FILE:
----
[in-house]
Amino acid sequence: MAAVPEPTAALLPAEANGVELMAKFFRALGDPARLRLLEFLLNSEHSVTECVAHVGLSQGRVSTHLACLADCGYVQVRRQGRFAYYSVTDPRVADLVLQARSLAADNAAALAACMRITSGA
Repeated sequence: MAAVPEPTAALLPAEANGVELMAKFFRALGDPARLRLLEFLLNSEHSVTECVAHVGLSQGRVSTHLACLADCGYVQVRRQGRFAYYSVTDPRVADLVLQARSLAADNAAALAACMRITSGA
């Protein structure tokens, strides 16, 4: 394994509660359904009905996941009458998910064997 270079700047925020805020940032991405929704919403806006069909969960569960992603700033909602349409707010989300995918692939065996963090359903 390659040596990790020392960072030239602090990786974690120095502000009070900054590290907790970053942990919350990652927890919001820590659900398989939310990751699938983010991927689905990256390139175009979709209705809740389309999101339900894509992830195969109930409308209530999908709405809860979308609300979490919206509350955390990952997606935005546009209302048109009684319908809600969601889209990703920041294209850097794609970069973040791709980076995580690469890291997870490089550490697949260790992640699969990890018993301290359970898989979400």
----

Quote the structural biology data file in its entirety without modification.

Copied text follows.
[in-house]
Amino acid sequence: MAAVPEPTAALLPAEANGVELMAKFFRALGDPARLRLLEFLLNSEHSVTECVAHVGLSQGRVSTHLACLADCGYVQVRRQGRFAYYSVTDPRVADLVLQARSLAADNAAALAACMRITSGA
Repeated sequence: MAAVPEPTAALLPAEANGVELMAKFFRALGDPARLRLLEFLLNSEHSVTECVAHVGLSQGRVSTHLACLADCGYVQVRRQGRFAYYSVTDPRVADLVLQARSLAADNAAALAACMRITSGA
């Protein structure tokens, strides 16, 4: 394994509660359904009905996941009458998910064997 270079700047925020805020940032991405929704919403806006069909969960569960992603700033909602349409707010989300995918692939065996963090359903 390659040596990790020392960072030239602090990786974690120095502000009070900054590290907790970053942990919350990652927890919001820590659900398989939310990751699938983010991927689905990256390139175009979709209705809740389309999101339900894509992830195969109930409308209530999908709405809860979308609300979490919206509350955390990952997606935005546009209302048109009684319908809600969601889209990703920041294209850097794609970069973040791709980076995580690469890291997870490089550490697949260790992640699969990890018993301290359970898989979400």